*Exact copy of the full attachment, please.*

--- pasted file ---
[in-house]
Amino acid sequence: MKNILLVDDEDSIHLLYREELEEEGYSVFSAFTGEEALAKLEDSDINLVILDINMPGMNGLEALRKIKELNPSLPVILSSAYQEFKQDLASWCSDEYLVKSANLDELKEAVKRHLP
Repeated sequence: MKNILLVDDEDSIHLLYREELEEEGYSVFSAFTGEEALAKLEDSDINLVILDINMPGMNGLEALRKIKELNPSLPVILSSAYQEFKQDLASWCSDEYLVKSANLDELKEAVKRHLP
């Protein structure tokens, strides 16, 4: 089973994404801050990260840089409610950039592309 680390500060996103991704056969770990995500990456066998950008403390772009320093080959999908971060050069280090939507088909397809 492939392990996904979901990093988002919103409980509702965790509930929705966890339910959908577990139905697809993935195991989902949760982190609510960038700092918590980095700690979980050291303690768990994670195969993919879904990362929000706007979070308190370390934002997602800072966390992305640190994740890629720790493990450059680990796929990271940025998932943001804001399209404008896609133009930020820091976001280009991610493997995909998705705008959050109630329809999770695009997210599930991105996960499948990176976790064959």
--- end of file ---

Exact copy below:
[in-house]
Amino acid sequence: MKNILLVDDEDSIHLLYREELEEEGYSVFSAFTGEEALAKLEDSDINLVILDINMPGMNGLEALRKIKELNPSLPVILSSAYQEFKQDLASWCSDEYLVKSANLDELKEAVKRHLP
Repeated sequence: MKNILLVDDEDSIHLLYREELEEEGYSVFSAFTGEEALAKLEDSDINLVILDINMPGMNGLEALRKIKELNPSLPVILSSAYQEFKQDLASWCSDEYLVKSANLDELKEAVKRHLP
């Protein structure tokens, strides 16, 4: 089973994404801050990260840089409610950039592309 680390500060996103991704056969770990995500990456066998950008403390772009320093080959999908971060050069280090939507088909397809 492939392990996904979901990093988002919103409980509702965790509930929705966890339910959908577990139905697809993935195991989902949760982190609510960038700092918590980095700690979980050291303690768990994670195969993919879904990362929000706007979070308190370390934002997602800072966390992305640190994740890629720790493990450059680990796929990271940025998932943001804001399209404008896609133009930020820091976001280009991610493997995909998705705008959050109630329809999770695009997210599930991105996960499948990176976790064959």